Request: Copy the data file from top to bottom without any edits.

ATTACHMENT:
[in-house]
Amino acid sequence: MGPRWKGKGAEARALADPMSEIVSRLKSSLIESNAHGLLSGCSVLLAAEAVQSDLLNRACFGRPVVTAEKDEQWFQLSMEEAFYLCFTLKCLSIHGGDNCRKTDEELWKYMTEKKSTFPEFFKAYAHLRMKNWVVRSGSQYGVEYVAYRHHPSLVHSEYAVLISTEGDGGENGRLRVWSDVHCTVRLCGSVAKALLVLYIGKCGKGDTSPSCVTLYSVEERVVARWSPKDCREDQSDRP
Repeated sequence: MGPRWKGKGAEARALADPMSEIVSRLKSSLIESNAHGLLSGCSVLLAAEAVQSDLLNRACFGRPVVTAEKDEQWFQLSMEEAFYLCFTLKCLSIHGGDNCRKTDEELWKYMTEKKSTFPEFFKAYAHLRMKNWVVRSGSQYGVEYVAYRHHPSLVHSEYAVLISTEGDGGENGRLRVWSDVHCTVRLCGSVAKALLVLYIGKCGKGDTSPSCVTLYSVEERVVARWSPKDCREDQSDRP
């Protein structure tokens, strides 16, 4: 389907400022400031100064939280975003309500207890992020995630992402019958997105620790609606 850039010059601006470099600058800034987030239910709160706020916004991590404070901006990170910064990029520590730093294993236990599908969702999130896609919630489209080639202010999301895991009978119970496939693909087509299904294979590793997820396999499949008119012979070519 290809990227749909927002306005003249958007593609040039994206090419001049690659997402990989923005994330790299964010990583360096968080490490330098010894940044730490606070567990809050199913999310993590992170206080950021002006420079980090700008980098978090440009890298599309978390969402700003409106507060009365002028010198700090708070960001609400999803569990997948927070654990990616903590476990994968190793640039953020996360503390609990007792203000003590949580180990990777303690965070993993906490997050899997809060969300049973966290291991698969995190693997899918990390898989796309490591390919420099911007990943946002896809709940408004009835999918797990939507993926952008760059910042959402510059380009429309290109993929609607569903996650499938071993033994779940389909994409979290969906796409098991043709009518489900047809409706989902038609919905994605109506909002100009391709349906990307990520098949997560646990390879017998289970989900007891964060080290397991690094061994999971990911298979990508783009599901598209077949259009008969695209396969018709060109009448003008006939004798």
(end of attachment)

[in-house]
Amino acid sequence: MGPRWKGKGAEARALADPMSEIVSRLKSSLIESNAHGLLSGCSVLLAAEAVQSDLLNRACFGRPVVTAEKDEQWFQLSMEEAFYLCFTLKCLSIHGGDNCRKTDEELWKYMTEKKSTFPEFFKAYAHLRMKNWVVRSGSQYGVEYVAYRHHPSLVHSEYAVLISTEGDGGENGRLRVWSDVHCTVRLCGSVAKALLVLYIGKCGKGDTSPSCVTLYSVEERVVARWSPKDCREDQSDRP
Repeated sequence: MGPRWKGKGAEARALADPMSEIVSRLKSSLIESNAHGLLSGCSVLLAAEAVQSDLLNRACFGRPVVTAEKDEQWFQLSMEEAFYLCFTLKCLSIHGGDNCRKTDEELWKYMTEKKSTFPEFFKAYAHLRMKNWVVRSGSQYGVEYVAYRHHPSLVHSEYAVLISTEGDGGENGRLRVWSDVHCTVRLCGSVAKALLVLYIGKCGKGDTSPSCVTLYSVEERVVARWSPKDCREDQSDRP
């Protein structure tokens, strides 16, 4: 389907400022400031100064939280975003309500207890992020995630992402019958997105620790609606 850039010059601006470099600058800034987030239910709160706020916004991590404070901006990170910064990029520590730093294993236990599908969702999130896609919630489209080639202010999301895991009978119970496939693909087509299904294979590793997820396999499949008119012979070519 290809990227749909927002306005003249958007593609040039994206090419001049690659997402990989923005994330790299964010990583360096968080490490330098010894940044730490606070567990809050199913999310993590992170206080950021002006420079980090700008980098978090440009890298599309978390969402700003409106507060009365002028010198700090708070960001609400999803569990997948927070654990990616903590476990994968190793640039953020996360503390609990007792203000003590949580180990990777303690965070993993906490997050899997809060969300049973966290291991698969995190693997899918990390898989796309490591390919420099911007990943946002896809709940408004009835999918797990939507993926952008760059910042959402510059380009429309290109993929609607569903996650499938071993033994779940389909994409979290969906796409098991043709009518489900047809409706989902038609919905994605109506909002100009391709349906990307990520098949997560646990390879017998289970989900007891964060080290397991690094061994999971990911298979990508783009599901598209077949259009008969695209396969018709060109009448003008006939004798």